Assessing Floodplain Forests: Using Flow Modeling and Remote Sensing to Determine the Best Places for Conservation

Natural Areas Journal, Volume 30, Number 1 – January 2010

Mark G. Anderson, Charles E. Ferree, Arlene P. Olivero, and Feng Zhao

“Mature and diverse floodplain forests are among the world’s most diminished ecosystems and conservationists need a rapid method to identify the best remaining examples of these systems. Because large rivers and their dynamics bind the floodplain together, the method must go beyond simple inventory of remnant patches to evaluate flood processes and identify constraints in the surrounding watersheds. We develop such a method for a three million hectare watershed in New England using a combination of data types to evaluate key attributes of floodplain systems. Riparian and floodplain communities were modeled using a GIS analysis of river valley topography and riverine processes, and floodplain forest occurrences were identified in a classification and regression (CART) analysis. Current flooding was verified using overlays of remotely sensed imagery of spring and fall water levels. We evaluated the intactness of the floodplain occurrences using ratios of upstream dam storage to annual runoff, the length of the connected stream network, and the naturalness of surrounding land cover. Field-assigned ranks of forest quality were correlated with the occurrence size, percent verified flooding, and percent natural cover. Predicted quality ranks reinforced the importance of these factors. Results indicate that the twenty top-ranking streams collectively contain 75 high quality areas suitable for floodplain forest restoration and conservation. Independent verification of these areas strongly corroborated our results.”

Marcus Z. Rouhani, Airport GIS Program Manager for the U.S. Federal Aviation Administration to Keynote ULA

URISA is pleased to announce that Marcus Z. Rouhani, Airport GIS Program Manager for the U.S. Federal Aviation Administration, will provide the  Keynote Address at this year’s URISA Leadership Academy (ULA). The ULA will be presented in Baltimore, Maryland, June 14-18, 2010.

The success of any GIS program is largely tied to the capabilities of its leader.  Strong leadership is necessary to establish a solid GIS program, operate efficiently and effectively, coordinate participants, adapt to change, and move a program forward.  Leadership, however, is a skill that must be developed. The URISA Leadership Academy was established to meet this important need.  At the Academy, participants learn key GIS leadership and management factors and techniques, successful team development, organizational capacity building, program investment and justification, GIS politics, change management, situation assessment, and problem solving.  The environment further provides for productive collaboration and networking.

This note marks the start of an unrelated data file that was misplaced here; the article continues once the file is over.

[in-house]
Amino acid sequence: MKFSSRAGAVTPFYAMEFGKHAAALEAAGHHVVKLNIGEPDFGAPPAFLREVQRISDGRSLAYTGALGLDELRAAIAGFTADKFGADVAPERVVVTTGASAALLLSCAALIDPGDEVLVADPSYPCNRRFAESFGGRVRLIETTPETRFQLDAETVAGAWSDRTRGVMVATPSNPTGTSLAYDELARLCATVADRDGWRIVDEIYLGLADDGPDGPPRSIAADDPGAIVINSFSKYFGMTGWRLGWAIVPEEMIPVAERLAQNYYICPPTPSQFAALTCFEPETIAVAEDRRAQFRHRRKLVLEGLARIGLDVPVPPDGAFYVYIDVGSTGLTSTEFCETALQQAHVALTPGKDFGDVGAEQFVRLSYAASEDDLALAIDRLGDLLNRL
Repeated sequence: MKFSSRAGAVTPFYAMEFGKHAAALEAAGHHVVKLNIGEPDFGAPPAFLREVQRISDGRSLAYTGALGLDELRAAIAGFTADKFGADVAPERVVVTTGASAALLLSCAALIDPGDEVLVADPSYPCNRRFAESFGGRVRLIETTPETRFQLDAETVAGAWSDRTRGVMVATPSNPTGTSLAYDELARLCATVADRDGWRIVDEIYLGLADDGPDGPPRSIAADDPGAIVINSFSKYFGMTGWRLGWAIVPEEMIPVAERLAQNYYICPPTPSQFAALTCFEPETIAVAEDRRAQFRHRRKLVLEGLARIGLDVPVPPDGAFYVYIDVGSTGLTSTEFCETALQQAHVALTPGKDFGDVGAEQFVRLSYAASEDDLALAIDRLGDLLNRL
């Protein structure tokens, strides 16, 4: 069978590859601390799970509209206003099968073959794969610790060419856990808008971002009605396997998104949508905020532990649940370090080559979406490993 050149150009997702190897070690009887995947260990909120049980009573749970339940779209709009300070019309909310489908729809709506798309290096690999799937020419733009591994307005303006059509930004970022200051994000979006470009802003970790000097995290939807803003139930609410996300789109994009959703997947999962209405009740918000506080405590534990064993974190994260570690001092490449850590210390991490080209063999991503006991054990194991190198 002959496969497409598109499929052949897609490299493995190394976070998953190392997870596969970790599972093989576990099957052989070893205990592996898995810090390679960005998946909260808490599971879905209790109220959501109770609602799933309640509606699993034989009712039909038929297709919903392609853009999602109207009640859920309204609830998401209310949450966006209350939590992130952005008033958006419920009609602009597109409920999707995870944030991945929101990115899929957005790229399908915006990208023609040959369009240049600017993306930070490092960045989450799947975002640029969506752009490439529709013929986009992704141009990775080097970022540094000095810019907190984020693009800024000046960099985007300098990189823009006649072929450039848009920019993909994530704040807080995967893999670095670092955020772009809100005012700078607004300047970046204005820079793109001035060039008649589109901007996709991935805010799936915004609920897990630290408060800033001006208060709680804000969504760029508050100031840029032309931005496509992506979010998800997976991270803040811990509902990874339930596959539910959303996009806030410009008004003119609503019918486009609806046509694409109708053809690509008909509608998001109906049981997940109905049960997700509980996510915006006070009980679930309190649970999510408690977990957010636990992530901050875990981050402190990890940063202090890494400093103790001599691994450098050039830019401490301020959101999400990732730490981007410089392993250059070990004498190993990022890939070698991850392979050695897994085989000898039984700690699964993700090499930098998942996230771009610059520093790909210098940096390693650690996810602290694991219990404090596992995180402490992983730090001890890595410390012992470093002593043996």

• “I’ve been working in the GIS field for 15 years and this was, by far, the most valuable and comprehensive training I have received. No matter how much you think you know about GIS management, you will learn more than you ever thought possible.” – Scott A Weisman, GISP, GIS Technical Services Manager, Tallahassee Leon County GIS – ULA Graduate, December 2009
  • “The ULA provided a rare moment to bring some of the top leaders in the GIS field together to extend their experience with folks that truly believe in GIS and want to make a difference locally, regionally and maybe nationally in the future.  The broad knowledge base allowed the ULA to touch on every skill that is needed to make us leaders in our respective communities.” – Chris Cantrell, GIS Coordinator, Midland County, Michigan  ULA Graduate, December 2009

The entire faculty of the ULA is comprised of Certified GIS Professionals (GISPs) with proven experience leading both public and private sector organizations of all types and sizes. Make plans to attend the ULA today. Participation is limited.

For details and registration information, visit http://www.urisa.org/ula

[Source: URISA press release]

A Multi-Varient Non-Statistical Model For Applied Spatial Analysis

Paper presented at the annual meeting of the ASC Annual Meeting, Philadelphia, PA, Nov 04, 2009

Harvey Morley

“Many techniques associated with spatial analysis are still in their infancy. Others have existed for centuries. In the sixth century B.C. the Sun Zi Bing Fa, a military treatise on the conduct of war was written by Chinese general Sun Tzu. In it he specifically identifies the need to review and carefully analyze the variables associated with six types of terrain prior to launching an offensive. On a more contemporary basis public health map based spatial analysis was used in the early 19th century, prior to the allocation of scarce resources (including law enforcement), to identify vectors associated with a cholera outbreak, prior to allocating resources for its containment. This paper explores the use of non statistical spatial mapping as tool for developing planning models for law enforcement resource allocation.”

VeGIS – Tool for the Connectivity between Traffic Models and Geographic Information Systems

REAL CORP 2010 Proceedings/Tagungsband, Vienna, 18-20 May 2010

Steve Grössl, Ursula Witzmann

“VeGIS develops concepts and technical solutions for the synchronization of data between traffic models and geographical information systems (GIS).

“Test routines contribute to the quality improvement of traffic-related data concerning traffic information systems as well as to traffic development plans and subsequently developed technical plans. The project generates a basis for a continually expandable and better maintainable set of data relating to transport and mobility.”